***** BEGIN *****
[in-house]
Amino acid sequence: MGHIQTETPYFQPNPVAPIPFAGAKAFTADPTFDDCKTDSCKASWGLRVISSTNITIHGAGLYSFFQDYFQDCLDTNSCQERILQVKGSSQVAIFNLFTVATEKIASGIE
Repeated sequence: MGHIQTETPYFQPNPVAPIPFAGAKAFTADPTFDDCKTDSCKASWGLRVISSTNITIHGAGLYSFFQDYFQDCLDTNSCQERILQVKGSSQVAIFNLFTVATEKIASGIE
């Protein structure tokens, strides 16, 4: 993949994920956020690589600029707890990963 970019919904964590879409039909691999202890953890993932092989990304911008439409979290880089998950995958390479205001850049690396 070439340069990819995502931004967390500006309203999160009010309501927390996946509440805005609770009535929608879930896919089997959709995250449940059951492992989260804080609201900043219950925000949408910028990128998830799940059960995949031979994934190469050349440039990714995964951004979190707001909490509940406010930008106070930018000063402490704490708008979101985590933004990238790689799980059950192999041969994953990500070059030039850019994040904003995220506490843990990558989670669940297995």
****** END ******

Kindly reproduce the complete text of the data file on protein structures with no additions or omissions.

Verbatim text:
[in-house]
Amino acid sequence: MGHIQTETPYFQPNPVAPIPFAGAKAFTADPTFDDCKTDSCKASWGLRVISSTNITIHGAGLYSFFQDYFQDCLDTNSCQERILQVKGSSQVAIFNLFTVATEKIASGIE
Repeated sequence: MGHIQTETPYFQPNPVAPIPFAGAKAFTADPTFDDCKTDSCKASWGLRVISSTNITIHGAGLYSFFQDYFQDCLDTNSCQERILQVKGSSQVAIFNLFTVATEKIASGIE
């Protein structure tokens, strides 16, 4: 993949994920956020690589600029707890990963 970019919904964590879409039909691999202890953890993932092989990304911008439409979290880089998950995958390479205001850049690396 070439340069990819995502931004967390500006309203999160009010309501927390996946509440805005609770009535929608879930896919089997959709995250449940059951492992989260804080609201900043219950925000949408910028990128998830799940059960995949031979994934190469050349440039990714995964951004979190707001909490509940406010930008106070930018000063402490704490708008979101985590933004990238790689799980059950192999041969994953990500070059030039850019994040904003995220506490843990990558989670669940297995």